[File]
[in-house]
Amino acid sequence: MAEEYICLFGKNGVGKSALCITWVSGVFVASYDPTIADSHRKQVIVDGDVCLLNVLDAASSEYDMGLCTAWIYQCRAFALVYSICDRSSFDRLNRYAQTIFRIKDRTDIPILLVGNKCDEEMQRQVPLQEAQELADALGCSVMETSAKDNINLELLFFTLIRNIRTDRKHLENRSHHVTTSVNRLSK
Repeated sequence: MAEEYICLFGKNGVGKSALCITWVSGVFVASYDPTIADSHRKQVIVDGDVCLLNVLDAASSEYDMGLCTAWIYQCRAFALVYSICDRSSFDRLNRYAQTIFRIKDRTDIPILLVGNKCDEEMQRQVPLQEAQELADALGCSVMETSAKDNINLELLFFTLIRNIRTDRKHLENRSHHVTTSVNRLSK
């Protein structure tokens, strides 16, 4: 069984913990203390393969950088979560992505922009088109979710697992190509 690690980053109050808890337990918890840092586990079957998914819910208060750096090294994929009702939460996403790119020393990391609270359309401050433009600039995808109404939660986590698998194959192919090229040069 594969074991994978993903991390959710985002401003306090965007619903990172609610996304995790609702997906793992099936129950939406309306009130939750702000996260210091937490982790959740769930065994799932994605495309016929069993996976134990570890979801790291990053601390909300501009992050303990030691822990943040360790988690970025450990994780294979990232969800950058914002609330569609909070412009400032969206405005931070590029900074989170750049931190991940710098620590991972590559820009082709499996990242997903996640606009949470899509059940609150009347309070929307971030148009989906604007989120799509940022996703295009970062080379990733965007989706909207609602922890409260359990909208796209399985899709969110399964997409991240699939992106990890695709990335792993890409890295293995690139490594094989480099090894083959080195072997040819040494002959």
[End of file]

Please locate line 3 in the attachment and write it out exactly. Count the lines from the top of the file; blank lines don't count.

Repeated sequence: MAEEYICLFGKNGVGKSALCITWVSGVFVASYDPTIADSHRKQVIVDGDVCLLNVLDAASSEYDMGLCTAWIYQCRAFALVYSICDRSSFDRLNRYAQTIFRIKDRTDIPILLVGNKCDEEMQRQVPLQEAQELADALGCSVMETSAKDNINLELLFFTLIRNIRTDRKHLENRSHHVTTSVNRLSK